No Shirt, No Shoes, No Service. That used to be a relatively standard sign found at the entrance to most stores and restaurants. For about 500 million children, teens, and adults, this could pose a very real problem. It is estimated that this many people worldwide do not have a pair of shoes.
I realize that there are parts of the United States as well as globally where people would prefer to go barefoot. Their culture might dictate that shoes are an unnecessary incumbrance to the daily journey. Instead, they want to feel the fresh grass and newly turned sod under their feet. I’m not talking about those people. I’m referring to the ones who cannot afford shoes.
This probably seems inconceivable to us as Americans. There’s a reason for that. “A groundbreaking study by Just Facts has discovered that after accounting for all income, charity, and non-cash welfare benefits like subsidized housing and food stamps, the poorest 20 percent of Americans consume more goods and services than the national averages for all people in most affluent countries. This includes the majority of countries in the prestigious Organization for Economic Cooperation and Development (OECD), including its European members. In other words, if the US “poor” were a nation, it would be one of the world’s richest.”1
Here in America, we definitely have the needy. But we also have plenty of organizations that just give stuff away: clothing, shoes, food, and a whole lot more. This isn’t true in other nations. The needy abound, their ranks increase, and no one is available to help them. There’s no organization passing out shoes.
Sadly, there are a number of barefoot believers all across the globe and it doesn’t have to be that way. Consider what we read in Ephesians 6:13-15. “Wherefore take unto you the whole armour of God, that ye may be able to withstand in the evil day, and having done all, to stand. (14) Stand therefore, having your loins girt about with truth, and having on the breastplate of righteousness; (15) And your feet shod with the preparation of the gospel of peace…”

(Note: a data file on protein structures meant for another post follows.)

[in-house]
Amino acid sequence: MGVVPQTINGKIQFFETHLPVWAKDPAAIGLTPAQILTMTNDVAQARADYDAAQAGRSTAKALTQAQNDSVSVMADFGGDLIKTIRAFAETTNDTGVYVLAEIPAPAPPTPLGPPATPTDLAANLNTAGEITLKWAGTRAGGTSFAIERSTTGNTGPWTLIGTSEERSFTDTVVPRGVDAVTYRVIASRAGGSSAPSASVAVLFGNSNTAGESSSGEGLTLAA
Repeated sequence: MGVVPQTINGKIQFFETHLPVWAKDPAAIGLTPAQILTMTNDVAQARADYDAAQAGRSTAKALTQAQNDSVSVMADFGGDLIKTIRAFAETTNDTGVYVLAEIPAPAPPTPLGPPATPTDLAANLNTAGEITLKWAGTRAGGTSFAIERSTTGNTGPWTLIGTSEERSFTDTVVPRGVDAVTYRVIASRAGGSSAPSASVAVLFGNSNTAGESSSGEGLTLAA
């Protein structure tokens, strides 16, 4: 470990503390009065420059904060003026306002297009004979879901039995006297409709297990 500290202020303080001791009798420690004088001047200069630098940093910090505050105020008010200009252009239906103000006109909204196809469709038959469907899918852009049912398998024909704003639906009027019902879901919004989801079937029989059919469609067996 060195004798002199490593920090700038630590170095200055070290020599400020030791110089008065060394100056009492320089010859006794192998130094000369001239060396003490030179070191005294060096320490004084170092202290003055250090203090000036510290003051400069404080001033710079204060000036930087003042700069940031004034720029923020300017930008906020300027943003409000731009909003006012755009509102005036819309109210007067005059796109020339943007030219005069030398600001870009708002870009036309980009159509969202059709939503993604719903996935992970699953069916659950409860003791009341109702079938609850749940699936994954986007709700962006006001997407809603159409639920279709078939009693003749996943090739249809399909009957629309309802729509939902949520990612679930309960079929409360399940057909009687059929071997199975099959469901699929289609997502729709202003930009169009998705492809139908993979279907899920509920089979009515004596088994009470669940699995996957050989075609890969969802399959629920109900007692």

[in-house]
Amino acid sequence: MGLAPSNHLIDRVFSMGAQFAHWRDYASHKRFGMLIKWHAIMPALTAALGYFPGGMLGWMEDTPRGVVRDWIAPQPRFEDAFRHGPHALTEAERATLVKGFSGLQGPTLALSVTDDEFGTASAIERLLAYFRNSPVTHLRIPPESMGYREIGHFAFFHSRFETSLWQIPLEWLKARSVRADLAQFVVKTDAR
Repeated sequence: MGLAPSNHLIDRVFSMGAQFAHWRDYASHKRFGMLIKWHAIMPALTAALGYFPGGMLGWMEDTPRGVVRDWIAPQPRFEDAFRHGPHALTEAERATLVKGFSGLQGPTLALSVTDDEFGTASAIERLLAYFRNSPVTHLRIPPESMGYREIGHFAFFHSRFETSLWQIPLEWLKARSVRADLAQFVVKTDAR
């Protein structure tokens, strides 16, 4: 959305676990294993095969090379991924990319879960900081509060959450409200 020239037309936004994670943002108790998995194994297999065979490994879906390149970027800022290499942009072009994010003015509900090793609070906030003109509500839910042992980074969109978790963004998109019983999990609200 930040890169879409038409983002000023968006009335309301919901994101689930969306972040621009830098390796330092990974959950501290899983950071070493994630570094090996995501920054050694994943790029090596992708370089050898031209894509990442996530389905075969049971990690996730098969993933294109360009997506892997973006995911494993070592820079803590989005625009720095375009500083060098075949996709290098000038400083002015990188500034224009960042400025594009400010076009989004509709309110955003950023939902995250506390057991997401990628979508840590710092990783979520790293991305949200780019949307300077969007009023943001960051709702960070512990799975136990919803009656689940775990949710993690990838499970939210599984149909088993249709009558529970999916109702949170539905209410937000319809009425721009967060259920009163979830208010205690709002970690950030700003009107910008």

Believers are supposed to always wear their “Gospel shoes.” Lack of preparation, though, leaves them barefooted. As you read the items listed in the armor of God, a barefoot soldier is going to be made ineffective rather quickly, even though he or she has the other weapons of spiritual warfare.
Concerning a soldier’s shoes, Bible commentator Leon Wood writes, “Josephus described them as ‘shoes thickly studded with sharp nails’… so as to ensure a good grip. The military successes both of Alexander the Great and of Julius Caesar were due in large measure to their armies’ being well shod and thus able to undertake long marches at incredible speed over rough terrain.” You have to wonder if the Lord didn’t have this in mind when He said, “How beautiful upon the mountains are the feet of him that bringeth good tidings, that publisheth peace; that bringeth good tidings of good, that publisheth salvation; that saith unto Zion, Thy God reigneth!” (Isaiah 52:7)
Donating shoes – whether new or gently used – can be a help to those who are needy and without shoes. Spiritually speaking, though, we cannot donate. It’s not possible to give another Christian those Gospel shoes. We have to personally get those shoes for ourselves as we prepare to share the Gospel with others. We have to lace them up each morning. Christians have to study their Bible for themselves and “be ready always to give an answer to any man that asketh us a reason of the hope that is in us with meekness and fear.”
Get your Gospel shoes on right now. We’ve got people to tell about Jesus.